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I am writing a paper in which I want to refer to a group of algorithms. Some of these algorithms are of complexity O(NlogN), and some of the are more complex (e.g polynomial-time) and I want to refer to them all in one term. Is there any common term to use in such a situation?

linearithmic refers to O(NLOGN) algorithms and it's narrower than what I'm looking for. I don't think of non-linear as a good term to use here. If it is, then correct me please.

my sentence:

In such a setting, state-of-the-art community-detection algorithms does not scale well. To reduce the running time of these XYZ algorithms, each sub-graph is partitioned into chunks.

I want to change `XYZ' in the above, to what I am asking for.

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  • $\begingroup$ I have seen the term “super-linear” used before, but I’m not sure if that’s the well accepted term. $\endgroup$ – Bryce Kille May 7 at 3:44
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    $\begingroup$ Linearithmic commonly refers to $n \log n$ time. $\endgroup$ – ryan May 7 at 3:56
  • $\begingroup$ @BryceKille "super-linear" just means "anything more than linear". $\endgroup$ – David Richerby May 7 at 14:16
  • $\begingroup$ @David Richerby Could you please clarify this being a duplicate? From the OP's last sentence I would say it is quite clear "linearithmic" is a much narrower term than what they are looking for. $\endgroup$ – dkaeae May 7 at 20:10
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    $\begingroup$ @DavidRicherby If you cant think of any, then you can add an answer and say there is not term describing it. That does not mean it's a duplicated question! $\endgroup$ – ameerosein May 9 at 23:16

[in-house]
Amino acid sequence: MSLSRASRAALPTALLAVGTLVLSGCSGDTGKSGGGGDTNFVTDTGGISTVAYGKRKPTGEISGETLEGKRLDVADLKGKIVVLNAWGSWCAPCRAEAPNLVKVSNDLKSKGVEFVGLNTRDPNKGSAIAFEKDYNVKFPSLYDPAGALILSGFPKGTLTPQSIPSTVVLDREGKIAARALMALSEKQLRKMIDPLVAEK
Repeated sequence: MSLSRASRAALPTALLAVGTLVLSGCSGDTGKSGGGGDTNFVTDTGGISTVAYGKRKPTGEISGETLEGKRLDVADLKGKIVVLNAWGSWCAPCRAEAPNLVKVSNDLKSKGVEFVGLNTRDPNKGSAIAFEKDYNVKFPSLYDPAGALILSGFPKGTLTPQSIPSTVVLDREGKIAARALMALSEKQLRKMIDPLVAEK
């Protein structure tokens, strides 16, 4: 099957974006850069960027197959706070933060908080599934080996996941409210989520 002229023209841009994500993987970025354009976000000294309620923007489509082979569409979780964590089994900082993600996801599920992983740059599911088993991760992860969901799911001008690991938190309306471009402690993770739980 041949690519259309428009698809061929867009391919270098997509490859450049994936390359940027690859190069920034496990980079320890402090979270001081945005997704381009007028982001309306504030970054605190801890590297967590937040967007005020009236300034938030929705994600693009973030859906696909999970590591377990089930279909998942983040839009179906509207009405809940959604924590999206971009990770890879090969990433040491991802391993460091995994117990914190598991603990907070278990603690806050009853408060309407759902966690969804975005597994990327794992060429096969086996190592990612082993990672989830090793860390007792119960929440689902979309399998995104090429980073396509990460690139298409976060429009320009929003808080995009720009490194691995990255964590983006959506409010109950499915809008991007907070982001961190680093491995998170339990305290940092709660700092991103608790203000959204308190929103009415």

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As mentioned by Bryce Kille in the comments, superlinear is what you are looking for. From Wiktionary:

  1. (mathematics) Describing a function that eventually grows faster than any linear one

(By the way, the first phrase in your question strikes me as rather odd: "[...] I want to refer to a group of algorithms that are mostly polynomial-time, but one of them is of complexity $O(N \log N)$." Do you simply mean "linear" instead of "polynomial-time"?)

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  • $\begingroup$ OK, but "superlinear", as you say, just means "anything bigger than linear". The function $2^{2^{2^n}}$ is superlinear, so saying that your algorithm has "superlinear" running time gives very little information, and is usually a negative statement. "Subquadratic" is probably more appropriate, since it gives an upper bound. $\endgroup$ – David Richerby May 7 at 14:18
  • $\begingroup$ "Subquadratic" misses the point because the OP asks for "faster than linear". If polynomial-time is not clear from the context, it can be mentioned explicitly, as Peter Taylor writes in the other answer. $\endgroup$ – dkaeae May 7 at 20:14
  • $\begingroup$ @DavidRicherby as my example says, I am not trying to provide and upper bound but I am trying to say that all the available algorithms out there are more complex and takes longer theoretically, that is to say a lower bound. Maybe my question is not clear enough so I appreciate if you edit it if you think you can make it more clear. $\endgroup$ – ameerosein May 9 at 23:19
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On top of the other answers, you can also say $\omega(n)$ and people should know what you mean, but often won't.

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    $\begingroup$ Right. They often won't. $\endgroup$ – ameerosein May 14 at 0:10
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I want to refer to a group of algorithms that are mostly polynomial-time, but one of them is of complexity O(NlogN). Is there any common term to use in such a situation?

Yes: polynomial. Note that $O(N \lg N) \subset O(N^2)$.

I am trying to mention that these algorithms' running time grow faster than linear.

That makes them superlinear. If you want to be explicit about the fact that you're talking about the intersection you could say superlinear polynomial.

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  • $\begingroup$ Be careful. Although an algorithm that runs in time $\Theta(n\log n)$ is in polynomial time, the function $n\log n$ is not itself a polynomial and shouldn't be described as one. $\endgroup$ – David Richerby May 7 at 14:19
  • $\begingroup$ Thanks for answering, but I don't think so... as @DavidRicherby mentioned, theyr shouldn't be described this way. This way you can any linear-time algorithm exponential... but you're not conveying information! $\endgroup$ – ameerosein May 7 at 21:30

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